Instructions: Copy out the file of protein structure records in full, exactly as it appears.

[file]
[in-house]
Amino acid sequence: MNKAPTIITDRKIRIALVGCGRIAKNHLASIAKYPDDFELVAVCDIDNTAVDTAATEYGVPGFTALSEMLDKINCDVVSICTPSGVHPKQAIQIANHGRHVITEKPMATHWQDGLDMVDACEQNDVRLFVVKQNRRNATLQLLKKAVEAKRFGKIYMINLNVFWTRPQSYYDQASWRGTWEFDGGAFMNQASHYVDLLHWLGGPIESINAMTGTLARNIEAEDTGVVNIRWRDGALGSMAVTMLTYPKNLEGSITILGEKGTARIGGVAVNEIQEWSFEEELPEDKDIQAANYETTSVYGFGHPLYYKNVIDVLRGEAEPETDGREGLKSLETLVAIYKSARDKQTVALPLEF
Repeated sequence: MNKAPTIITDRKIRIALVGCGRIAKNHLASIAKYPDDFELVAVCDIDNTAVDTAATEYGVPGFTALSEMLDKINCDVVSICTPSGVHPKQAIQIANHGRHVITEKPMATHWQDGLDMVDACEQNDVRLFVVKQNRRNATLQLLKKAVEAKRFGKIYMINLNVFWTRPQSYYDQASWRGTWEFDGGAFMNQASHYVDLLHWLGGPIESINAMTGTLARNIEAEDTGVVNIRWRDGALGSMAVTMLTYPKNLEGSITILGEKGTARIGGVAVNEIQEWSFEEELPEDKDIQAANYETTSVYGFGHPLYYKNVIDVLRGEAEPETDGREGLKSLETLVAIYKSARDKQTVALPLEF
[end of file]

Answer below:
[in-house]
Amino acid sequence: MNKAPTIITDRKIRIALVGCGRIAKNHLASIAKYPDDFELVAVCDIDNTAVDTAATEYGVPGFTALSEMLDKINCDVVSICTPSGVHPKQAIQIANHGRHVITEKPMATHWQDGLDMVDACEQNDVRLFVVKQNRRNATLQLLKKAVEAKRFGKIYMINLNVFWTRPQSYYDQASWRGTWEFDGGAFMNQASHYVDLLHWLGGPIESINAMTGTLARNIEAEDTGVVNIRWRDGALGSMAVTMLTYPKNLEGSITILGEKGTARIGGVAVNEIQEWSFEEELPEDKDIQAANYETTSVYGFGHPLYYKNVIDVLRGEAEPETDGREGLKSLETLVAIYKSARDKQTVALPLEF
Repeated sequence: MNKAPTIITDRKIRIALVGCGRIAKNHLASIAKYPDDFELVAVCDIDNTAVDTAATEYGVPGFTALSEMLDKINCDVVSICTPSGVHPKQAIQIANHGRHVITEKPMATHWQDGLDMVDACEQNDVRLFVVKQNRRNATLQLLKKAVEAKRFGKIYMINLNVFWTRPQSYYDQASWRGTWEFDGGAFMNQASHYVDLLHWLGGPIESINAMTGTLARNIEAEDTGVVNIRWRDGALGSMAVTMLTYPKNLEGSITILGEKGTARIGGVAVNEIQEWSFEEELPEDKDIQAANYETTSVYGFGHPLYYKNVIDVLRGEAEPETDGREGLKSLETLVAIYKSARDKQTVALPLEF